3 Ways to Weather Cabin Fever During the Pandemic

Unless you’re a frontline health practitioner, staying at home following government recommendations is the best that most people can do to curb the spread of COVID-19. 

Despite that, it’s essential to understand that it’s normal to experience bouts of irritability, lethargy, sleeping problems, and persistent sadness or depression due to the self-isolation and lockdown restrictions. After all, humans are inherently social creatures. While mileage may vary among people, isolating for more than a few months is never good for mental health. 

Cabin Fever Amidst COVID-19

This condition of extreme moodiness and irritability is called “cabin fever,” and it is usually triggered by being forced to stay indoors in isolation, away from activities and interactions that one is used to having daily. However, this is also common in situations when people suddenly spend more time with people that they usually only see for a limited time in a day, such as family members and roommates. 

The effects of cabin fever can differ among people with different personality types. While some people look at the extra time as an opportunity for self-discovery,  others share to feel like a fish out of water—as the isolation cuts them off from their usual routines and environment. 

Here are three ways of dealing with cabin fever that should help mitigate its adverse effects on people’s mental health:

Stick with a routine

Most of the stress-induced by cabin fever is due to the sudden loss of a rigid routine that once established your day. As creatures of habit, people are used to making things happen in a particular order in the day—when taken away, the mind can start racing, causing a feeling of loss or anxiety.

While true normalcy is difficult to achieve in these uncertain times, it will help your mental health establish a new routine. One of the best ways to do this is to stick with regular sleeping hours, making your bed, taking a bath, and getting dressed every morning. Eating nutritious meals at regular intervals and having scheduled exercise breaks will also go a long way in addressing the worst of cabin fever. 

Limit your work hours 

The most common problem associated with working from home during the pandemic is losing that semblance of a work-life balance. With people working out of their bedrooms, the physical boundary between work and personal life tends to become blurred, and it can be challenging to establish when one starts and the other ends.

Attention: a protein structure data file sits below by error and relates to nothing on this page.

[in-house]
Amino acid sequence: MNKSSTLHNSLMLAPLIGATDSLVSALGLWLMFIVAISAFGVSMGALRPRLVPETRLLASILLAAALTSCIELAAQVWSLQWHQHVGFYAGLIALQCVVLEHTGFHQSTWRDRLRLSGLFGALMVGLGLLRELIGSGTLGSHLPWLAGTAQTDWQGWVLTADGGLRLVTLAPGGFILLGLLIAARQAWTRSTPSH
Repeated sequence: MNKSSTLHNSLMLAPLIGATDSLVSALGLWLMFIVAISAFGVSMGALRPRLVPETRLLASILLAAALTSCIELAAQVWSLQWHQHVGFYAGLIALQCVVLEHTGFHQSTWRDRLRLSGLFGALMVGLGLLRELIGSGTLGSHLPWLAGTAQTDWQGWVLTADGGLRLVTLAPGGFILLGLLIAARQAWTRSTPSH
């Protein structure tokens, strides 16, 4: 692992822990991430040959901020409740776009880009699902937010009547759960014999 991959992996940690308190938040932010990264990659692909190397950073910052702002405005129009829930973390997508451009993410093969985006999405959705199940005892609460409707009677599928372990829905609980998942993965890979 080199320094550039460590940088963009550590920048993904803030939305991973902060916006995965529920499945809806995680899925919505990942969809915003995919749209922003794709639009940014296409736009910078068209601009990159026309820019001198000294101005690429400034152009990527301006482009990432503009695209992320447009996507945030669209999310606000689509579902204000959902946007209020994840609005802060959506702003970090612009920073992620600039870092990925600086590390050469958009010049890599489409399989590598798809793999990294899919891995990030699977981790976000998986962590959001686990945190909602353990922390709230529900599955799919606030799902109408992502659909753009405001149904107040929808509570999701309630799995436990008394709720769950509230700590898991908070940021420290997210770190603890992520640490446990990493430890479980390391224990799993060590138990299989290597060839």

To counter this, therapists recommend exercising discipline to start and end during regular work hours. Aside from that, it’s also helpful to find a workspace that is not in the bedroom. This helps reestablish work-life boundaries, and it should alleviate some of the sleeping difficulties typically associated with cabin fever. 

Ask for help 

Mental health problems affect people from all walks of life. The first thing to do in addressing mental health problems is in recognizing that they exist, and realizing that just like any ailment, you have the option of seeking the services of a therapist. 

A therapist trained in helping people process their emotions might be able to recommend ways to combat cabin fever’s immediate effects. While social distancing rules and quarantine restrictions may make it challenging to schedule face-to-face consultations, some life-coaches and therapists in New York City, such as Therapy24x7, offer remote therapy. 


Much of the focus on the COVID-19 pandemic has been on its adverse effects as a physiological ailment. However, many people don’t realize that the pandemic also affects their mental health. Thankfully, mental health issues like cabin fever can be addressed. If all else fails, don’t be afraid to ask for help from a therapist near you. 

Are you stressed out because of the pandemic and are looking for a medium to express your feelings? Therapy24x7 offers affordable therapy in New York City. We specialize in stress management, addressing clinical depression, chronic anxiety, unresolved childhood issues, grief, and body image issues. Contact us today to learn more about our services.

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